Pine Island Glacier, one of the fastest-shrinking glaciers in Antarctica, broke off chunks of ice in an event known as “calving,” just days after the region hit it’s all-time highest temperature.

  • Calving, the breaking of ice away from the edge of glaciers, has become a nearly annual occurrence for the Pine Island Glacier and the neighboring Thwaites Glacier near the Antarctic Peninsula
  • The icebergs measure more than 130 square miles, double the size of Washington, D.C.
  • When the ice melts, it is believed that the melt will not contribute to large amounts sea level rise since ice at the edge of the glacier was already floating

The Climate Center’s Rapid Decarbonization Campaign addresses the urgency of the climate crisis by setting a timeline in line with the current science.

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Antarctic temperature rises above 20C for first time on record

By Jonathan Watts, The Guardian


Seymore Island along the Antarctic Peninsula reached an all-time high temperature of nearly 70 degrees Fahrenheit.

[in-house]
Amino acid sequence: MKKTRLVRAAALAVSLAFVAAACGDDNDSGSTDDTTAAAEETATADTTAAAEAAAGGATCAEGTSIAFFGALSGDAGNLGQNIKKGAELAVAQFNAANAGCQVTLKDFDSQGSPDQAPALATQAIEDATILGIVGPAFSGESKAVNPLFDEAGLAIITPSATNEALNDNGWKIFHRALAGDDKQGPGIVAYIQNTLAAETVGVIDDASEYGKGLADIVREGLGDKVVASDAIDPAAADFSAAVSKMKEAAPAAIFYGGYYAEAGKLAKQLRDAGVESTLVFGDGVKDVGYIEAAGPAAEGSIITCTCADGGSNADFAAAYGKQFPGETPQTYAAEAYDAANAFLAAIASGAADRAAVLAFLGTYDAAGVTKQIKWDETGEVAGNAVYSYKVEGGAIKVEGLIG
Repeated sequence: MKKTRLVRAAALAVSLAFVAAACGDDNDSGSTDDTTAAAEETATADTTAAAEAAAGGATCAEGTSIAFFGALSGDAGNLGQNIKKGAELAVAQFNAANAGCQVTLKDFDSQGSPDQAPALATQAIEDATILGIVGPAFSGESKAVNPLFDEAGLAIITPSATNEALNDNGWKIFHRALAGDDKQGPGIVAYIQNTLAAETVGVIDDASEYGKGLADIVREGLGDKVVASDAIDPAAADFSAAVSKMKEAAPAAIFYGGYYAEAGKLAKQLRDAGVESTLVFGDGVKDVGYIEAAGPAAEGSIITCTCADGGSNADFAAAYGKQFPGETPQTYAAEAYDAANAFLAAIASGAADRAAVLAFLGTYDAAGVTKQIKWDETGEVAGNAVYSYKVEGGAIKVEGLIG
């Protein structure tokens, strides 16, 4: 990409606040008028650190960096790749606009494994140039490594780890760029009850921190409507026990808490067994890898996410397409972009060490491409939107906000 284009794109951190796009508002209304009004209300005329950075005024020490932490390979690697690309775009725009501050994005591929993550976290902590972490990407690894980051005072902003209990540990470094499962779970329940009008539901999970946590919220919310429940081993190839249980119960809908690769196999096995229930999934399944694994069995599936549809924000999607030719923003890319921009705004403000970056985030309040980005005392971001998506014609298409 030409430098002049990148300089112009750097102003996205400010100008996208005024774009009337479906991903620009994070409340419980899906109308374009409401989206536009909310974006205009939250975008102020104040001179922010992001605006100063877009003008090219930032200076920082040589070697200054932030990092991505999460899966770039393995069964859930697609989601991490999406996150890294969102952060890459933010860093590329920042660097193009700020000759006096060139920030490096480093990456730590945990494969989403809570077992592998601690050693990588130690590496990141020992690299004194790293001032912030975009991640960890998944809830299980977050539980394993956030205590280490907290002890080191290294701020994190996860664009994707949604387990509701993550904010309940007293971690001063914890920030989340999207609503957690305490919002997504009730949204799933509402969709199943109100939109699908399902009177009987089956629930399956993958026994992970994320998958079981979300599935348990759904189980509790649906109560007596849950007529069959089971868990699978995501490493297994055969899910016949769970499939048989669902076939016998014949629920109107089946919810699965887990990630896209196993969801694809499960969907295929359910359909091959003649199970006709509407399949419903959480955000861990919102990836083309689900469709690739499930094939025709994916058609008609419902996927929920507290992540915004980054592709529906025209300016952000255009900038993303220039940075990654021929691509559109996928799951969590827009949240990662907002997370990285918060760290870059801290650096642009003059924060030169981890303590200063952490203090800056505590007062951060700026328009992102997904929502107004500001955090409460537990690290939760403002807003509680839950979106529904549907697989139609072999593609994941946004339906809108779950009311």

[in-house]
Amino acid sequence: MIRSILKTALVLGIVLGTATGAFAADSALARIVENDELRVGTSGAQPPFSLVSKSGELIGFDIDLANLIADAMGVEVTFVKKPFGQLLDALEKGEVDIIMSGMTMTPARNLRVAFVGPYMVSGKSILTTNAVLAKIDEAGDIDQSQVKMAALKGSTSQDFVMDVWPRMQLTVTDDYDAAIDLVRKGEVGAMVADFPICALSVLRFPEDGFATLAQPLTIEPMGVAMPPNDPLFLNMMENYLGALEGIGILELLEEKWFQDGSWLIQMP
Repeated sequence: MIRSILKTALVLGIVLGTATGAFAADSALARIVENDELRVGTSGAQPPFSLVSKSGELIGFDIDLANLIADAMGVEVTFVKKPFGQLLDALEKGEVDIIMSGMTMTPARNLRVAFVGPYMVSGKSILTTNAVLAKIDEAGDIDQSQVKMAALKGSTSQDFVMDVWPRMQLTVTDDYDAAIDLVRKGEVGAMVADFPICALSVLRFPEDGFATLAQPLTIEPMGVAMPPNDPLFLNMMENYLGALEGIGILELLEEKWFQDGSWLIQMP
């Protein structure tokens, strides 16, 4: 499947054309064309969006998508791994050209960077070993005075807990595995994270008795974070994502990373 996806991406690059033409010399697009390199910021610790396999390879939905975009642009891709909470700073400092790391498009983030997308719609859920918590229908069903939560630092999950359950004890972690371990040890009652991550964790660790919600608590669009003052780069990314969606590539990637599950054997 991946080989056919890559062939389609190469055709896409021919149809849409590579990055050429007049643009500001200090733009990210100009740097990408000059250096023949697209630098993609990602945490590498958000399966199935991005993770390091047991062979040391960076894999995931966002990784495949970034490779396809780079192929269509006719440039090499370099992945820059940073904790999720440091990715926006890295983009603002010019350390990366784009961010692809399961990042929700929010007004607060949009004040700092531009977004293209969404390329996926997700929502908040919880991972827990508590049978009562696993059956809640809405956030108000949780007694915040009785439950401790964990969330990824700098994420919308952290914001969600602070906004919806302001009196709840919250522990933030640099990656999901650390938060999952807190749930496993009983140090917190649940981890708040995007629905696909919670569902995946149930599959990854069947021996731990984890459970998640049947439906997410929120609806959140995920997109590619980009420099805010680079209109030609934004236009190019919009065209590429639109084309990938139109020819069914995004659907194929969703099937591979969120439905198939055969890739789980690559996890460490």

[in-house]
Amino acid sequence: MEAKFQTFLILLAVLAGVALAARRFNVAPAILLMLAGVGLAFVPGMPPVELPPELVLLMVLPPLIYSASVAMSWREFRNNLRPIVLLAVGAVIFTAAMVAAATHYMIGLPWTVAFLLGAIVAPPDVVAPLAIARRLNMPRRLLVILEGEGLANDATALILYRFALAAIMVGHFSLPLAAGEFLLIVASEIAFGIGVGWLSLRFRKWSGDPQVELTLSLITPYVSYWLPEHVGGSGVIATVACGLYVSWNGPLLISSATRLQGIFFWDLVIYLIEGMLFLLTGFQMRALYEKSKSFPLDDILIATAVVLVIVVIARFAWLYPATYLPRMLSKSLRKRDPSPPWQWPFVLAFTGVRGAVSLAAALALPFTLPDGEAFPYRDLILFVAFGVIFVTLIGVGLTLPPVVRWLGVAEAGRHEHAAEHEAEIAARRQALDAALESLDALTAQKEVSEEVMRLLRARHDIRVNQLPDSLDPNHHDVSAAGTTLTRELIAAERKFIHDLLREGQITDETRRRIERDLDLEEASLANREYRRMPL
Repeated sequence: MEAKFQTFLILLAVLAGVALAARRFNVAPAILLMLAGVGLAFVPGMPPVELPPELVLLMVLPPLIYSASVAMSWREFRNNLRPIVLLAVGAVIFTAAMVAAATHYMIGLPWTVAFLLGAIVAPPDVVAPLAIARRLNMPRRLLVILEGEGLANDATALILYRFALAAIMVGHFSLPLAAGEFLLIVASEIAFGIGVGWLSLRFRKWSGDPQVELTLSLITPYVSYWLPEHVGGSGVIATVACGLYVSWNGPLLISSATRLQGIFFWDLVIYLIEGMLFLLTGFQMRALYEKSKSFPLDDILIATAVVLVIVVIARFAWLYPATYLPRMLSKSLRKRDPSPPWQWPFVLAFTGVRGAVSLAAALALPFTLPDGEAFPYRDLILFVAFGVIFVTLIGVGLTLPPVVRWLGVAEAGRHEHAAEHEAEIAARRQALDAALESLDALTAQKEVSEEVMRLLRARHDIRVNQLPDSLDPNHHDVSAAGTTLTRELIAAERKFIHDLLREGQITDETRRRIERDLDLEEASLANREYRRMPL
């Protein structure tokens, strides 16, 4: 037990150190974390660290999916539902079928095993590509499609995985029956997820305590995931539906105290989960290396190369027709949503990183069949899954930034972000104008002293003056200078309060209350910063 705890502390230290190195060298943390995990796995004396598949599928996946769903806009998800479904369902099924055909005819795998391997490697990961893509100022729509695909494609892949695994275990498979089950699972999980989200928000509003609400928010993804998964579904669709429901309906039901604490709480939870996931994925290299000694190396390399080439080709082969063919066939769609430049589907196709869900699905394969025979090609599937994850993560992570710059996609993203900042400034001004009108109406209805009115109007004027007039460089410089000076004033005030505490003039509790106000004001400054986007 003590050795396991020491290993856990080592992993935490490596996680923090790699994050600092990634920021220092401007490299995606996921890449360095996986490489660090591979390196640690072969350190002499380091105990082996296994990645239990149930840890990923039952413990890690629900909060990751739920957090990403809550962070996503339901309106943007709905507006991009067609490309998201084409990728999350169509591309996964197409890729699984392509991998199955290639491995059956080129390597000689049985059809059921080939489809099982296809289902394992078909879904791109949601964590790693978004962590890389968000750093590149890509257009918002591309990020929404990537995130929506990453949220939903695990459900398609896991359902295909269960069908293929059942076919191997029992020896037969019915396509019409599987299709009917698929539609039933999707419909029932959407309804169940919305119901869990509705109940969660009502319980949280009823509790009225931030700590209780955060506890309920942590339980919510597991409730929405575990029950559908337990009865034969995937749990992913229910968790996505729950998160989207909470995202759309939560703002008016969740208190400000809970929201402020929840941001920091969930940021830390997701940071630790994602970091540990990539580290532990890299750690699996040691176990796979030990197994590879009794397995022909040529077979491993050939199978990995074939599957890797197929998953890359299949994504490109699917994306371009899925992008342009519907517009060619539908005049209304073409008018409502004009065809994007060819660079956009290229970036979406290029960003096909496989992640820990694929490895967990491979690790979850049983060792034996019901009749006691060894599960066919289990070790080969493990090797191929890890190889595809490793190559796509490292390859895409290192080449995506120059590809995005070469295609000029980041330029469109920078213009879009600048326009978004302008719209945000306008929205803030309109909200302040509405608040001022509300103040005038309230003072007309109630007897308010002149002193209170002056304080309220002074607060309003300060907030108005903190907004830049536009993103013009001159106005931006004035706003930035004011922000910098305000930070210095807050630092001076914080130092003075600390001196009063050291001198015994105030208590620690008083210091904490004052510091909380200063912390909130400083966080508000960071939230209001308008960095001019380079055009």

• The high temperature was recorded by Terrantar, a Brazilian government project monitoring climate change impacts throughout Antarctica
  • The increasing temperatures may be due to El Niño weather events and shifts in ocean currents
  • Though there is usually ice melt during the summer months due to temperatures rising, there has been an increase in melt during the winter months

The Climate Center’s Rapid Decarbonization Campaign addresses the urgency of the climate crisis by setting a timeline in line with the current science.

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The Climate Center speakers Amanda Begley and Destiny Rodriguez

Public health, climate impacts, and The Climate Center’s new campaign